If you're shopping for a home in New Jersey, you may be considering townhouses and condominiums. But what are the differences between the two?

A townhome is a single family home that shares one or more walls with other independently owned units. With a townhome a buyer will own their home and the land on which the house sits. With a condominium, a buyer will own the interior of their unit but the unit owners jointly own the land and this common interest cannot be separated from the others.

A townhouse is attached to one or more houses and while there are no neighbors above or below the home like in a condo or apartment, because the homes are attached, they still offer a greater sense of security.

Townhouse developments can be structured in many ways. Some have common areas – such as swimming pools – that are similar to condominiums. With this type of community often comes a homeowner's association, for which buyers will have to pay a homeowner’s fee, as well as various rules to adhere to. There is also less privacy than with a detached single-family home. And there might be limits on how you can make exterior changes to the home.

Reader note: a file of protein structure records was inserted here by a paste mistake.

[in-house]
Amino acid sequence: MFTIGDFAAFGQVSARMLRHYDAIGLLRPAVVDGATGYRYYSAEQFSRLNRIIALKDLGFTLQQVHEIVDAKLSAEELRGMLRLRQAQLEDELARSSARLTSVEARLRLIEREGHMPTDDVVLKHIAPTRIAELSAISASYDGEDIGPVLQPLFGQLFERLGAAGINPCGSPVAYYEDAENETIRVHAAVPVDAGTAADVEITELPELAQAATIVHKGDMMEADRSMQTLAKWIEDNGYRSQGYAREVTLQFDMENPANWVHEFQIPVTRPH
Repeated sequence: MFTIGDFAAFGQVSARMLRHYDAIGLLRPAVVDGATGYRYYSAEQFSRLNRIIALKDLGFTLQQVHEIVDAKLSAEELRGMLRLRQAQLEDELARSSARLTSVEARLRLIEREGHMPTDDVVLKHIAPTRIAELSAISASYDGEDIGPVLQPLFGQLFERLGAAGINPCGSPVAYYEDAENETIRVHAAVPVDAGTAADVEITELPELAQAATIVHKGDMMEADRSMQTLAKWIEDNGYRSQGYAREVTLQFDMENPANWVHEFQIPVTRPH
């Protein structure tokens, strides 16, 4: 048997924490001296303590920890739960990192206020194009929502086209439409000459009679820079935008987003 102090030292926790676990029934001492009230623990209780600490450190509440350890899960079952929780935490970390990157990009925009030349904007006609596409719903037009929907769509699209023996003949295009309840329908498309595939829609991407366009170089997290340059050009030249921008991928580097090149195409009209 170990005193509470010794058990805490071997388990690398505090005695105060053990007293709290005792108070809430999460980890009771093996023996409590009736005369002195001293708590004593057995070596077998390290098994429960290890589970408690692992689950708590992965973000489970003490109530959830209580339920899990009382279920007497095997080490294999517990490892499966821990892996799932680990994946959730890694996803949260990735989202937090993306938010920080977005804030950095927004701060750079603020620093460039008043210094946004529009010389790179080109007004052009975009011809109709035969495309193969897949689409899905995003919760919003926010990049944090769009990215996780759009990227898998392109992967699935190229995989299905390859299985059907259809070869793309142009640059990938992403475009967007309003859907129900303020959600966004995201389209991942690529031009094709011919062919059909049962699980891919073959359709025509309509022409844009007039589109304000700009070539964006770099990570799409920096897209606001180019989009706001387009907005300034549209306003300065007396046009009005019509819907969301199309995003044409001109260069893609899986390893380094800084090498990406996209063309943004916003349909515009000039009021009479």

Like any real estate purchase, title insurance should be purchased for both condos and townhomes. There are many considerations to make when purchasing a townhome or a condominium, so be sure to chat with a qualified real estate professional before making a decision.

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